Over the past two decades, the world has experienced three outbreaks of very fatal coronaviruses including the current pandemic caused by SARS-CoV-2. COVID-19 has posed an unprecedented and dire situation for the world and has affected all facets of life. It also has provoked many people to reassess the cracks in our pre-existing governmental and societal systems and think about what the post-COVID world may look like.
The unanticipated cascade of events has overwhelmed the already strained healthcare systems in many developing countries as well, including Pakistan, where most of the adult population and more than half of the child population is experiencing dental decay, according to the Journal of the Pakistan Dental Association.
Also in Pakistan, more than 80% of people over the age of 45 of age have periodontal disease, and more than 20% of the population above the age of 60 is edentulous. Pakistan additionally suffers from the highest rate of oral cancer in the world. More than 90% of these dental diseases are untreated, however, as less than 5% of the population has access to complete dental care.
The Economic Impact
COVID-19 has been a key driver of the recent decline in Pakistan’s economy, leading to a temporary halt in its imports. This roadblock also manifested in the dental sector where dental healthcare personnel were unable to stock up on basic dental materials that were previously imported from foreign countries.
Liaqat Humayun, president of the country’s Dental Trade and Manufacturers Association, called it a “complete economic meltdown.”
“The impact we are seeing is huge. With institutions closed and prices of consumables soaring, it is time that the dental industry prepares itself for the unusual challenges [it will face] once this is over,” he said.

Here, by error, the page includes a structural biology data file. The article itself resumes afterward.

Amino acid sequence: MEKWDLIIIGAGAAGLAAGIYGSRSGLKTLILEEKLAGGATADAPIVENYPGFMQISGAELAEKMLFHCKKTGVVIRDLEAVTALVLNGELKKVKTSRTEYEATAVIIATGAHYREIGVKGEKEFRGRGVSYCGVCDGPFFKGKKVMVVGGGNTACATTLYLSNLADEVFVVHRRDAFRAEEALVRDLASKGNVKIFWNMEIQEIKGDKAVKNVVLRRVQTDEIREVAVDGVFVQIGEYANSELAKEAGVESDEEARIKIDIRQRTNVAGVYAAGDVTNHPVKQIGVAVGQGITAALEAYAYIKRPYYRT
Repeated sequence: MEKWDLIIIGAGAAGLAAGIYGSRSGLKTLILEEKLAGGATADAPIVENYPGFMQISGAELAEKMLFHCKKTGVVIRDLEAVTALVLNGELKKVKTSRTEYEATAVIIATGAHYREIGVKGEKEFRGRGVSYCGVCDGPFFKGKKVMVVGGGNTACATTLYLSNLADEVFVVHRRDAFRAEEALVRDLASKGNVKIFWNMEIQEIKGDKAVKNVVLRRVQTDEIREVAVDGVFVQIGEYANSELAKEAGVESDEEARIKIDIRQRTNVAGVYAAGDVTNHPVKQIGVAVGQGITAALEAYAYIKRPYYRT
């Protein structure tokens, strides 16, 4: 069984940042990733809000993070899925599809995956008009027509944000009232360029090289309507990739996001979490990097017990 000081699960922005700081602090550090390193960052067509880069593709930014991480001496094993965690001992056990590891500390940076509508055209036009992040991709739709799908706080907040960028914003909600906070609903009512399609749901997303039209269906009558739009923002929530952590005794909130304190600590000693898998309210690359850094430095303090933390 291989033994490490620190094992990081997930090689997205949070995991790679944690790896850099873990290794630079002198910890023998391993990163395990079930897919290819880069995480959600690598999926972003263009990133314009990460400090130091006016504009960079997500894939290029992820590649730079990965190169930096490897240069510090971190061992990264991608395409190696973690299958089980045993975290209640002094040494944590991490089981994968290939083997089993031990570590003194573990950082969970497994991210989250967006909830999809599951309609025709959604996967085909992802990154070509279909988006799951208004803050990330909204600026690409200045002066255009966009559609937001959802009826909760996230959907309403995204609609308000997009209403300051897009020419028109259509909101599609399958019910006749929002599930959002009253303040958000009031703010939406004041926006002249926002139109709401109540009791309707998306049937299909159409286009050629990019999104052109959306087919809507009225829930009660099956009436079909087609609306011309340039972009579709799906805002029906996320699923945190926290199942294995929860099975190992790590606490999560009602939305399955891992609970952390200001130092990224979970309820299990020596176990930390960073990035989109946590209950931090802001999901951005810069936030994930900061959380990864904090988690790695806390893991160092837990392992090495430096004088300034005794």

COVID-19 has left a devastating and lasting imprint on the dental industry, and with the uncertainty of the pandemic following a downward trajectory, it is difficult to ascertain the extent and severity of its long-term impact.
The professional future of dental practitioners and the sustainablity of their practices are serious concerns. Wages and clinic rentals have to be accounted for every month, even though there have been no revenues lately, causing a huge socioeconomic impact.
Real GDP growth is expected to decrease by 3% with downturns in services and manufacturing. Adding to this, the patient turnout rate in Pakistan has dropped by 84% compared to the pre-COVID period, according to a study conducted in a tertiary hospital setting in Lahore, according to the Pakistan Armed Forces Medical Journal.
The ADA reported a similar drop in patient turnout in the United States from March to June. But since then, 99% of American practices have reopened, with 65.3% of practices reporting 76% or more of pre-pandemic patient volume by August 24.
Access to PPE
Furthermore, scarce availability of existing resources due to supply chain disruptions and equipment nearing expiration compound the current scenario in Pakistan. Equally worrisome is the lack of adequate personal protective equipment (PPE) for frontline healthcare workers including masks, respirators, gloves, face shields, gowns, and hand sanitizer.
This pandemic has caused an upsurge in demand for preventive gear, as it has been an essential requirement for all healthcare providers not only to ensure their own safety but also the safety of their patients.